Fischer was directly responsible for a number of war crimes, as well as crimes against humanity. He was responsible for the creation of the Warsaw Ghetto, issued many anti-Semitic laws, as well as participating in the bloody Ghetto de-establishment and deportation. He was also responsible for many terrors in the occupied city, including mass executions, slave labor programs and deportation of Polish Jews to the various Nazi Concentration Camps. He was sentenced to death by the Special Courts of the Polish resistance movement for crimes against Polish citizens. His name was first on the list of "Operation Heads"—the serial assassinations of Nazi personnel by the Polish Resistance. Before the Warsaw Uprising in 1944, his car was shot at in Operation Hunting, but Fischer survived.

    After the failure of the Warsaw Uprising, Fischer played an important role in the planned destruction of Warsaw by Nazi Germany. He was also responsible for the poor conditions in the temporary transit camp in Pruszków, which was built to intern people expelled from the capital.

    Postwar trial and execution

    Fischer, then aged 41, was arrested after the war by Allied forces and was handed over to the Polish authorities. He was tried before the Supreme National Tribunal and sentenced to death. He was executed by hanging in Warsaw's Mokotów Prison. There is a film in existence showing the execution of Ludwig Fischer, which is sometimes misidentified in the media as that of Amon Goeth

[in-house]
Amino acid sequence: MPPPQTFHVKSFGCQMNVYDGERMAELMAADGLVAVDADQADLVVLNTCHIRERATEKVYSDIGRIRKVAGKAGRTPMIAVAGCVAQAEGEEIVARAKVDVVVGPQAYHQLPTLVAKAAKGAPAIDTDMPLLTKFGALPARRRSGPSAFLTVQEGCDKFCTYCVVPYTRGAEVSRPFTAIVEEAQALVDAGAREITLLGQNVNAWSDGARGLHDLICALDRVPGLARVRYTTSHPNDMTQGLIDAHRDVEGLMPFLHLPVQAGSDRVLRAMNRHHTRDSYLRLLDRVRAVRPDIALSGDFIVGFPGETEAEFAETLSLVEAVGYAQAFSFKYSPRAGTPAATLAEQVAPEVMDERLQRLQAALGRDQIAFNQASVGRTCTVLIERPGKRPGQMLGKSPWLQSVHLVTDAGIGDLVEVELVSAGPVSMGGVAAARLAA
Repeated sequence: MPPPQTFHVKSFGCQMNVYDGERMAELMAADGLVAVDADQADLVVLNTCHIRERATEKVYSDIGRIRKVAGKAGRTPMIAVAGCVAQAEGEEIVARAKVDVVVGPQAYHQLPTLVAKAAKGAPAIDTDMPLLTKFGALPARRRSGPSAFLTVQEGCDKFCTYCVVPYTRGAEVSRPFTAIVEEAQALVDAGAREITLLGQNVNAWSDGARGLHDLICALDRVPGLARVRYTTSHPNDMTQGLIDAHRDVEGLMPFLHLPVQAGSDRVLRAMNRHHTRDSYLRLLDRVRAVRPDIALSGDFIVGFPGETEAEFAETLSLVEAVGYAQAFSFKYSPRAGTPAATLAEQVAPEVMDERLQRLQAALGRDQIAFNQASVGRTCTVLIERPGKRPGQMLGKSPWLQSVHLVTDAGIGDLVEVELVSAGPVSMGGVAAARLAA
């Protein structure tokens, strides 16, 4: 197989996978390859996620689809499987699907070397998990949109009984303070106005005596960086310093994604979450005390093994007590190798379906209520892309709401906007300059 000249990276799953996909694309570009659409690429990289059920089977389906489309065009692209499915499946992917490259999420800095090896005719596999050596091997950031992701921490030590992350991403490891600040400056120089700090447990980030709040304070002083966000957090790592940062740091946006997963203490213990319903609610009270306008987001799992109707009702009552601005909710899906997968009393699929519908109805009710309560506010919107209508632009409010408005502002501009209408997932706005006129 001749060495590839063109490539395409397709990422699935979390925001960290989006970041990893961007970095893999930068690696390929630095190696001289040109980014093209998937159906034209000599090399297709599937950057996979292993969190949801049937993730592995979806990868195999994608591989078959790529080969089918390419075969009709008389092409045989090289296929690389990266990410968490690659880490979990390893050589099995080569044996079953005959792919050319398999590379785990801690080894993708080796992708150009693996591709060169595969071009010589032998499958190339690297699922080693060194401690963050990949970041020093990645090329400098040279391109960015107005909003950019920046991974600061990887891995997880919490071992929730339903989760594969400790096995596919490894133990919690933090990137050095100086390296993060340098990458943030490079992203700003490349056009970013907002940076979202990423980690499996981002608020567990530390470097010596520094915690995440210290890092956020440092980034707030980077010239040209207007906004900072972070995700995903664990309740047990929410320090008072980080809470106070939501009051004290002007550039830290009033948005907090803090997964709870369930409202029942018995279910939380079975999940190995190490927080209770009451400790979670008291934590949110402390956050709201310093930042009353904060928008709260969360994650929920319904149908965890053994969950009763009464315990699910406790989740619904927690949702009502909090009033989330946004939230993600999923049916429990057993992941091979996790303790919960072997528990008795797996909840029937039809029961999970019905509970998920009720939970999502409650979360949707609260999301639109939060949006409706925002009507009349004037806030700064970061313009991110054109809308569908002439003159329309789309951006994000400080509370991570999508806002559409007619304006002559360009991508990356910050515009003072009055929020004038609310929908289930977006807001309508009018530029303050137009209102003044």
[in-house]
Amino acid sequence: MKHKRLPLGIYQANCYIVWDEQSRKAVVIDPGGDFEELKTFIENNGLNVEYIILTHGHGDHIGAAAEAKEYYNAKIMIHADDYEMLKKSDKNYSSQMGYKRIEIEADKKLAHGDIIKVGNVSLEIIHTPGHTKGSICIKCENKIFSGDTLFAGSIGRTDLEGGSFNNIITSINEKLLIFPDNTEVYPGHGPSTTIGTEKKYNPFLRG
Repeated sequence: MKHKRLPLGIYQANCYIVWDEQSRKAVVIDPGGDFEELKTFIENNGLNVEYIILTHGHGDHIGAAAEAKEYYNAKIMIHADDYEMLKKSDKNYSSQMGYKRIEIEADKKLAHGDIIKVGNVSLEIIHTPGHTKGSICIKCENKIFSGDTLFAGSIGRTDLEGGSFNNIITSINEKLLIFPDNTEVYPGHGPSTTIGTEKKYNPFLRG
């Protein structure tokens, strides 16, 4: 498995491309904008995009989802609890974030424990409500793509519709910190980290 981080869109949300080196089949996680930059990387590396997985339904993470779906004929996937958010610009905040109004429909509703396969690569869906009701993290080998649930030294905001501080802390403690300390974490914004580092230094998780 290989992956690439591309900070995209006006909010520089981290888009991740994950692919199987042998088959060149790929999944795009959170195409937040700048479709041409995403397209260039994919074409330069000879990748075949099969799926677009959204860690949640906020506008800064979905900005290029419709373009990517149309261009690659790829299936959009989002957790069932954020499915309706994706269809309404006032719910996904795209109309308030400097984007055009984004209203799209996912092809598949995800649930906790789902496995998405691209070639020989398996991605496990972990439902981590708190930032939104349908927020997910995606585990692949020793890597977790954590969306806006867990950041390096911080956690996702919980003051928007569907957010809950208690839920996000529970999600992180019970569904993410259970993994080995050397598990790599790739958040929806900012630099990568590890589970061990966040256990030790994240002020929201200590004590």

VIDEO SOURCE: http://www.youtube.com/watch?v=GoamOAZO150         

            

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              On this date, 9 March 1950, during post World War II Britain, Timothy Evans was executed by hanging at Pentonville Prison. Timothy Evans was one of the first ‘innocent’ people which I heard of being wrongfully executed, when I was in my childhood. His case was one of the few reasons that turned me to an abolitionist. However, as time passes, I studied the case carefully, I had doubts on whether he is truly innocent of his crimes.

    Please go to this previous blog post to learn more.

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    On this date, 9 March 2010, an Indonesian Terrorist, Dulmatin was A.K.A Genius was killed in a police raid. Let us not forget the victims who died under his terrorist activities, glad that another evil man was terminated from the face of the earth. I will post the information about him from Wikipedia